In the U.K. we are often surprised and sometimes shocked when brides walk up the aisle wearing a red, pink or even purple dress. As a society we have become accustomed to wedding dresses being white, ivory or cream but this is only a recent tradition.
Wearing a white dress is thought of as a symbol of purity but this is not the case. It was in fact a sign of wealth. In the 18th and 19th Century, when washing was painstakingly done by hand – scrubbed on a washboard to remove stains, a white dress was virtually impossible to clean. It was simply a garment that could only be worn once so the wearers were only the very affluent and wealthy.
It was the royal wedding of Queen Victoria to Prince Albert where today’s fashion of wearing white really began. Victoria wore a white dress, which was seen as unusual at the time. It was more traditional for brides to wear colours, with gold or silver embroidery running throughout their gowns. Instead She opted for a white silk dress, made from silk spun at Spitalfields in London, and added some rather beautiful Honiton lace from Devon.
Victoria loved her wedding dress so much that she wore if many times which resulted in her dress becoming so well known. She also had a christening gown made from the same fabric for her daughter and her subsequent grandchildren to great great grandchildren wore it for their christening services.
When some society brides are spending in excess of £30,000 for their dress it is refreshing to read about weddings such as Keira Knightley’s who chose to to wear a dress she had worn (and been photographed in) already. “I’d worn the dress lots. It was my something old” she said. “I just wanted to be in something I had had a great time in, something I would have a great time in again.”
At the end of the day it really doesn’t matter how much your dress costs; whether it is old or new; white or shocking pink. Wear what you love!
With it being Valentine’s Day we have been looking at the tradition of Valentine’s greetings. These were in fact popular as far back as the Middle Ages from about C1400. At about the same time the first written Valentine was put on paper The Pilgrims Rest herself was also being built adjacent to Battle Abbey.
Over the centuries 600 Valentine’s may have been written from within the walls of this historic house; 600 smiles may have crept across the faces of young (and old) lovers. How many of those Valentine’s might have turned into marriage proposals?
We describe The Pilgrims Rest as having historic soul and you can probably understand why. We love to think of all those people who have lived, laughed and loved under her eaves – it is what makes her special and far more than just an old building.
So, to add to many hundred Valentine’s wishes already sent we would like to say …
“A Very Happy Valentine’s Day” from all of us at The Pilgrims Rest!
When we made the decision to re-launch The Pilgrims Rest as a wedding venue we wanted to work with young businesses as well as enthusiastic older ones. We were delighted to discover that Cara who had opened a flower shop from her shepherd’s hut at Great Park Farm in Catsfield had decided to branch out into wedding floristry.
Cara’s enthusiasm for all things floral is infectious which, alongside her talent for floristy is why we recommend her so highly. We interviewed her last week to find out how her business started but, more importantly how her love of flowers all began…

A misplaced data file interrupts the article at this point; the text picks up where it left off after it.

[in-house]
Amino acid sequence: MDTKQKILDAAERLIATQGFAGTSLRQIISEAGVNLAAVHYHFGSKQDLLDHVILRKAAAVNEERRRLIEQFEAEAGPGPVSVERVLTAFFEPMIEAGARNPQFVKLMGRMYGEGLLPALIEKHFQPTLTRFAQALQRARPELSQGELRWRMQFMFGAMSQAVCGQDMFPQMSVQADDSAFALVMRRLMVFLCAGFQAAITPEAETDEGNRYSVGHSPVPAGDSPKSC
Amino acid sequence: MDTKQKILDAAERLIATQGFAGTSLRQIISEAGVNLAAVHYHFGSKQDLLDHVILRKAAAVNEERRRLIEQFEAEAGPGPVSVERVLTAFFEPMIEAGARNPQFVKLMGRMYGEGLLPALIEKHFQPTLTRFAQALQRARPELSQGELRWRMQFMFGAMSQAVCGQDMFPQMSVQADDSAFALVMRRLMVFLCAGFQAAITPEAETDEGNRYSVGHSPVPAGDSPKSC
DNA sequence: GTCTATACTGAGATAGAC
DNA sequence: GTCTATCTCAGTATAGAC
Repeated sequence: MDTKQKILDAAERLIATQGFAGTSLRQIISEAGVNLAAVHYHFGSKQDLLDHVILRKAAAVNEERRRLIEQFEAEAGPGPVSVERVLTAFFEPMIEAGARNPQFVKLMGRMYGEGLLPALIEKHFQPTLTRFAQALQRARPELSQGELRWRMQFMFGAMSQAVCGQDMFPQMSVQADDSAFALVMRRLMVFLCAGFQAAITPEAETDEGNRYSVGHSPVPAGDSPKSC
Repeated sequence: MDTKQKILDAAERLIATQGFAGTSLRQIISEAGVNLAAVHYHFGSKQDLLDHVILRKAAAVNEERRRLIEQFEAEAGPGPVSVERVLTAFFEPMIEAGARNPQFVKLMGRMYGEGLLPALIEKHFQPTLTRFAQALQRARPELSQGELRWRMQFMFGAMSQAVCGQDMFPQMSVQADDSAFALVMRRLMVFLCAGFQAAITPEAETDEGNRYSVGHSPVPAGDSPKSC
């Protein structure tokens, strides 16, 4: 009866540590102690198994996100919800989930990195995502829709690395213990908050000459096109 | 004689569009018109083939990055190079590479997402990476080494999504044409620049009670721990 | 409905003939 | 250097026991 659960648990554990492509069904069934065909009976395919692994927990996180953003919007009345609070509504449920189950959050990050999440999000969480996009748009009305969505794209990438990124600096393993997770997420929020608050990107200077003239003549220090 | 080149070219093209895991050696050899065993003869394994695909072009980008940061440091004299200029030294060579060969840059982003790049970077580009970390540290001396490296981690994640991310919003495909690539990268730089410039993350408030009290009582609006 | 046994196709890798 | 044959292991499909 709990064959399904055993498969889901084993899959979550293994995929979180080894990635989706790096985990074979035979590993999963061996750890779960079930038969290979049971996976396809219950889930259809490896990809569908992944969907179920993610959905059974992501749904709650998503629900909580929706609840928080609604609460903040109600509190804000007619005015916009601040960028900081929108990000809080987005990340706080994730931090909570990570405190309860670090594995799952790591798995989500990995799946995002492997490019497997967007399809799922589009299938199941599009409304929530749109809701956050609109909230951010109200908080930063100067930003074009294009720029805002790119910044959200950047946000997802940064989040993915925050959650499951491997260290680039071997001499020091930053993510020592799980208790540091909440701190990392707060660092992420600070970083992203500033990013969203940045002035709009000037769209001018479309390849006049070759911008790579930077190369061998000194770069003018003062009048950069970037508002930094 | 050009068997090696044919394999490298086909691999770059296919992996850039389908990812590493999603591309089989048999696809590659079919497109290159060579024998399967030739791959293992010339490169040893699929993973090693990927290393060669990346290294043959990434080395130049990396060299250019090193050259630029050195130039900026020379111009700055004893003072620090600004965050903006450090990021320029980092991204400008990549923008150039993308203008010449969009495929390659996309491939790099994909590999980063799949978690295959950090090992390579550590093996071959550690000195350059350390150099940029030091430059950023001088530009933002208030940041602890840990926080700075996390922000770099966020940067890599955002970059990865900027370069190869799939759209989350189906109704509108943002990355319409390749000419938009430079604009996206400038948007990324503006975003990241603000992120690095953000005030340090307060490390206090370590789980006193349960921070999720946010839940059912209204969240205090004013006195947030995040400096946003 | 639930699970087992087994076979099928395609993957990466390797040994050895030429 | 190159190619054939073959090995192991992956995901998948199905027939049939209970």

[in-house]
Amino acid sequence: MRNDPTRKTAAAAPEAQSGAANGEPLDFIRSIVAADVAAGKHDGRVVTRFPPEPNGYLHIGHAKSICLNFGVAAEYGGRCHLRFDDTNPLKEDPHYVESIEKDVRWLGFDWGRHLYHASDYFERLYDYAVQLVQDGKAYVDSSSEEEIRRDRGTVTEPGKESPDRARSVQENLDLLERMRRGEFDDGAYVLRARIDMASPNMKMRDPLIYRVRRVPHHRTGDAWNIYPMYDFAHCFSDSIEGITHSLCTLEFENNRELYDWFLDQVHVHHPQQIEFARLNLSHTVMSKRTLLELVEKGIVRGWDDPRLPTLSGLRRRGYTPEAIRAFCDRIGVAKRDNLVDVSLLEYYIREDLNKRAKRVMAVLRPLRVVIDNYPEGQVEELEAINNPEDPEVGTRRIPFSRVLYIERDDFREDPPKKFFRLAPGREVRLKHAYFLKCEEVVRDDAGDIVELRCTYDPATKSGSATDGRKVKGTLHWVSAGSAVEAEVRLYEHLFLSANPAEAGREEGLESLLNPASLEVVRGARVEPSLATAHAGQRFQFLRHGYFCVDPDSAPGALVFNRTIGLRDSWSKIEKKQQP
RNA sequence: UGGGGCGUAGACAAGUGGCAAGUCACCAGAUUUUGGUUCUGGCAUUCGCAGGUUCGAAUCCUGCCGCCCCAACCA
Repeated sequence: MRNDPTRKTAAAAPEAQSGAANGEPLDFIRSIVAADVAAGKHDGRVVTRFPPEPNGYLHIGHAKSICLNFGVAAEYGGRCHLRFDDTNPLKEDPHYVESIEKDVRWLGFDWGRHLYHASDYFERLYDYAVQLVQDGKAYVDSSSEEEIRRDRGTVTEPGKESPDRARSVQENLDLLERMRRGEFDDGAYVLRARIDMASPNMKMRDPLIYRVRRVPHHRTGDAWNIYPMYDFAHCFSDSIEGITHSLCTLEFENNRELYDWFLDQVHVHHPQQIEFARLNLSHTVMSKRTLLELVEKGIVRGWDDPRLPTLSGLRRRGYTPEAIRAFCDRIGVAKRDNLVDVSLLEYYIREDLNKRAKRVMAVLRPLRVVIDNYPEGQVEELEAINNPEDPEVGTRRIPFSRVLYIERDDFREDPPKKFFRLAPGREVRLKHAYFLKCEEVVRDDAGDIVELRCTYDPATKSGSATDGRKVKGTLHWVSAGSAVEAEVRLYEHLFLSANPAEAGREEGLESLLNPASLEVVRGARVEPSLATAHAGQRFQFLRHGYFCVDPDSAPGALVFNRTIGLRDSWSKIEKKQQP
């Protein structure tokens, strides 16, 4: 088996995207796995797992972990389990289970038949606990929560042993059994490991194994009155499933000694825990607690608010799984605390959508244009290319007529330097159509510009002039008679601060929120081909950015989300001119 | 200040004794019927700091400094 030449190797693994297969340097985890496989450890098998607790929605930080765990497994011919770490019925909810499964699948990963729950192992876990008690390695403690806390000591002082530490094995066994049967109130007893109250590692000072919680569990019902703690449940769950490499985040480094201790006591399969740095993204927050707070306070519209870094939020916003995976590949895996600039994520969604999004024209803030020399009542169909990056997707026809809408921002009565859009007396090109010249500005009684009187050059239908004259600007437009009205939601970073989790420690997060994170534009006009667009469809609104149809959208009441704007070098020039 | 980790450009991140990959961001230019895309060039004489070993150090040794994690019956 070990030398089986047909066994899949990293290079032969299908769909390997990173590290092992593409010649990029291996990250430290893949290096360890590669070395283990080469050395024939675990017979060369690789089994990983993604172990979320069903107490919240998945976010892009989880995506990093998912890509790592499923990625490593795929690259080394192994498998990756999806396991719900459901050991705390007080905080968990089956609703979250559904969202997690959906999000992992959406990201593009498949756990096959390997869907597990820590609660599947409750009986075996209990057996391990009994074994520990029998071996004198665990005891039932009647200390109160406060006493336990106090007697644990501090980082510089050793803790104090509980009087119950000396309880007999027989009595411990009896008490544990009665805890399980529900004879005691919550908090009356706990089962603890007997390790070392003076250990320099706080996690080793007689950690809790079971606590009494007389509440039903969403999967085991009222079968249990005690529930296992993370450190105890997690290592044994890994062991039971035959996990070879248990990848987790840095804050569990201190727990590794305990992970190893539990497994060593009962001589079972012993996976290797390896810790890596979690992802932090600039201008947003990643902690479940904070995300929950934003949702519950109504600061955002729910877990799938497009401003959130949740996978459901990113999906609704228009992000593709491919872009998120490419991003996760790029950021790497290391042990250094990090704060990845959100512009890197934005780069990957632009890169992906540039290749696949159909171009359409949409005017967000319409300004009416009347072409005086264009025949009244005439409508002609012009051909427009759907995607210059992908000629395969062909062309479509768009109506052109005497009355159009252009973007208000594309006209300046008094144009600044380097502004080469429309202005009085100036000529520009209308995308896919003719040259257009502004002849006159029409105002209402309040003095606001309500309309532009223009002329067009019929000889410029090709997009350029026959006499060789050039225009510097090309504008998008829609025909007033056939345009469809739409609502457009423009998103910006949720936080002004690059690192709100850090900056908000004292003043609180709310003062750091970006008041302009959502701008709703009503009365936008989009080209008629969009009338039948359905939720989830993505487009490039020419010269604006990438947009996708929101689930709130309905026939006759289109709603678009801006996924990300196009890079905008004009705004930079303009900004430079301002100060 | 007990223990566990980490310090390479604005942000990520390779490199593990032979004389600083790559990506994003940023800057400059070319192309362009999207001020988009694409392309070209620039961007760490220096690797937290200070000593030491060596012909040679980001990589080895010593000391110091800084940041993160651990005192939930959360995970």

“My love of flowers and becoming a florist all began as a little girl helping my Granny tend to her beautiful English country garden. If I worked really hard, I was allowed to collect some eggs from the hens & pick myself a beautiful bouquet full of scented flowers (even back then, I’d make a bee-line for her David Austin Roses!).
Each year we would open the garden to the public & serve cream teas on the lawn where I filled little jugs with flowers from the garden & place them on the tables as pretty center pieces. This was my first taste of seeing the effects flowers have on people, the visitors always seemed happy in the garden & I’m sure the birds & bee’s were smiling too!
My love of the outdoors stayed with me into my adulthood, where I was lucky enough to be selected to return a rundown estate garden back to it’s former glory for the public to enjoy.
I worked from very old plans left by former gardeners & managed to get the Rose garden looking beautiful once more. Working around the Roses alluring scent proved too tempting for me; once more I found myself rewarding my efforts by picking the most gorgeous seasonal blooms & making myself a bouquet to go along with my end of week pay packet!
It was then I decided I needed to do something about my flowery fetish & enrolled at flower school where I finally became a florist!
My favourite flowers in a bouquet are of course, roses. The beautiful natural garden varieties such as 'Sweet Juliet’ & 'Gertrude Jekyll' are among my favourites. I also have a soft spot for Spring flowers. To me, they bring hope & promise of brighter days ahead.
Ranunculus are my absolute favourite flower in all their beautiful silky textured shades. I also love Anemones, again for their cheery variety of colours and Narcissi varieties such as “Paper Whites & Winston Churchill” for their sweet scent. Ohhh! did I mention Peonies?..!”
Look out for our future “Pilgrims Loves” articles where will shall be letting you know Cara’s top tips for wedding flowers and her views on flower trends for 2017.
For enquiries please see Cara's website www.theenchantedflower.co.uk